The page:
Bodega Chakana Estate Selection Malbec 2016
The color is deep purple, very intense, quite what you expect from Malbec. Plum, brambly berries, spices and an iris/violet note are apparent on the nose. Intense, fruity flavors with velvety tannins.
Excellent with roasted meats, duck, salad, pasta, pizza.
Critical AcclaimAll Vintages
Ripe and generous with a hint of caramel, yet enough tannins to keep it on track. If the finish was longer and/or more exciting it would rate higher. Drink or hold.
I find the 2016 Estate Selection Malbec to be riper and oakier, with a dusty palate where the abundant chalky tannins give it a powdery texture. It comes from Paraje Altamira, and only 20% of the wine matured in 225-liter oak barrels. However, it feels like that élevage marked the blend quite a lot. 90,000 bottles produced.
Chakana winery was founded by Juan Pelizzatti on May 2nd, 2002. Juan was driven to enter the wine industry first and foremost by his passion for wine, and also by the desire to invest his time and money on a product of agriculture. Although Juan did not know it at the time, the company was founded on the same day the Chakana was celebrated on the Andes highlands: on that same day, the Southern Cross (the Chakana for the Inca people) becomes vertical in the night Andean sky.
Chakana is the name of the Southern Cross constellation. Its rotation in the sky throughout the year made it an effective agricultural calendar for the ancient Andean people. The "yaguarete" (jaguar) on the label was known by the ancient Andean people as the "lord of the starred night"; the wildest known animal.
Juan's mission is to create an integral experience to introduce world consumers to the taste and culture of the Andes. His vision is to become one of the top 20 exporters of wine from Argentina, by consistently offering outstanding value for money.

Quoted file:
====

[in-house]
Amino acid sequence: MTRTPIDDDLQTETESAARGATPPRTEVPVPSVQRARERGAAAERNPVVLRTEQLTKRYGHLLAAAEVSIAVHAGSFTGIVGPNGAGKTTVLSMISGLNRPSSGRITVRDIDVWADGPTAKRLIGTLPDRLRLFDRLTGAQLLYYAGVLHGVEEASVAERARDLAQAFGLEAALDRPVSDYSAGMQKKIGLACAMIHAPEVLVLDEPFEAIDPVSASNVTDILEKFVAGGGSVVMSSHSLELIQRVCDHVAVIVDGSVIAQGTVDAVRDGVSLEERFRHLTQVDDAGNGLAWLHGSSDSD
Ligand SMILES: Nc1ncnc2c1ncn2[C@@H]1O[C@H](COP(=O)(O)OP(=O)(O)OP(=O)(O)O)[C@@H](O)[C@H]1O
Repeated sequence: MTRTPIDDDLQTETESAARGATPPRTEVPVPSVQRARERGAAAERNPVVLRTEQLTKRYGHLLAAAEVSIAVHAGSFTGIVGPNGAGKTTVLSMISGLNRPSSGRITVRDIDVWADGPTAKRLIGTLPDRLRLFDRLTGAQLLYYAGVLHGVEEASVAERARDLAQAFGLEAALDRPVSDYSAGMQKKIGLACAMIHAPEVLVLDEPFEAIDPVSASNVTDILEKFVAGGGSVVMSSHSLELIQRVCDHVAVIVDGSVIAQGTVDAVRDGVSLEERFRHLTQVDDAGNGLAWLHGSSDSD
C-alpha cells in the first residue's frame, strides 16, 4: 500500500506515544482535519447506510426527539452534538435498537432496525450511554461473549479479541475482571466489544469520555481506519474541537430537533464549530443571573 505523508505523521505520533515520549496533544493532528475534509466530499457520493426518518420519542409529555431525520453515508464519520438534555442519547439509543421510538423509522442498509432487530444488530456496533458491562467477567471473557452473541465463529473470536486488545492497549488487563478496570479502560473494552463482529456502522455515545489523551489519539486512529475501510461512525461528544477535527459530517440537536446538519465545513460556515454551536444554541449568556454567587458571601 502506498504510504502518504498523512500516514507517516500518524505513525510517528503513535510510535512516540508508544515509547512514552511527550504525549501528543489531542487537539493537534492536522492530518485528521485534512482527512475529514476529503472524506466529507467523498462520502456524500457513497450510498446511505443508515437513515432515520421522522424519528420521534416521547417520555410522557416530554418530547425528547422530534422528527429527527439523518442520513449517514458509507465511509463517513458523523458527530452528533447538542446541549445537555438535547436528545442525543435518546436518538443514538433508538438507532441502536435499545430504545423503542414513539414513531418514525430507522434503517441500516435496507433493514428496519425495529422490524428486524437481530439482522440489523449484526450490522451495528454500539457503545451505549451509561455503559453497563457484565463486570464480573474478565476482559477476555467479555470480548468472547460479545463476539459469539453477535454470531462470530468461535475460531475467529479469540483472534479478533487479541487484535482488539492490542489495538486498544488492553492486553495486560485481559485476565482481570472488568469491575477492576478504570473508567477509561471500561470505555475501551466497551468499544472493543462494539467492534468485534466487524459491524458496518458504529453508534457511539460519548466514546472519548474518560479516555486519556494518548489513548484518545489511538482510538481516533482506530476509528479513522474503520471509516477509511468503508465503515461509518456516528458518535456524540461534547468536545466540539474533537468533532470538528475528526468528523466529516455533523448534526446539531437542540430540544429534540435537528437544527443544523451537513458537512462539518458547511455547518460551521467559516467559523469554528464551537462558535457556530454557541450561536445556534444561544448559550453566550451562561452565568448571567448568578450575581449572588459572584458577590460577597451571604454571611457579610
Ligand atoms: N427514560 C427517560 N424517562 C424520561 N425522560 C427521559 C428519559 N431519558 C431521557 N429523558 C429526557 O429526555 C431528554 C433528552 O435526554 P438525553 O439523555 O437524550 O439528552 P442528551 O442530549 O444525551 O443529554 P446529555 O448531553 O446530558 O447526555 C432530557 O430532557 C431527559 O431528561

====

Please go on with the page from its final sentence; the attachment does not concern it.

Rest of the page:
By far the largest and best-known winemaking province in Argentina, Mendoza is responsible for over 70% of the country’s enological output. Set in the eastern foothills of the Andes Mountains, the climate is dry and continental, presenting relatively few challenges for viticulturists during the growing season. Mendoza, divided into several distinctive sub-regions, including Luján de Cuyo and the Uco Valley, is the source of some of the country’s finest wines.
For many wine lovers, Mendoza is practically synonymous with Malbec. Originally a Bordelaise variety brought to Argentina by the French in the mid-1800s, here it found success and renown that it never knew in its homeland where a finicky climate gives mixed results. Cabernet Sauvignon, Syrah, Merlot and Pinot Noir are all widely planted here as well (and sometimes even blended with each other or Malbec). Mendoza's main white varieties include Chardonnay, Torrontés, Sauvignon Blanc and Sémillon.
Celebrated for its bold flavors and supple texture, Malbec has enjoyed runaway success in Argentina since the late 20th century. The grape originated in Bordeaux, France, where it historically contributed color and tannin to blends. A French agronomist, who saw great potential for the variety in Mendoza’s hot, high-altitude landscape, brought Malbec to Argentina in 1868. Somm Secret—If you’re trying to please a crowd, Malbec is generally a safe bet with its combination of dense fruit and soft tannins.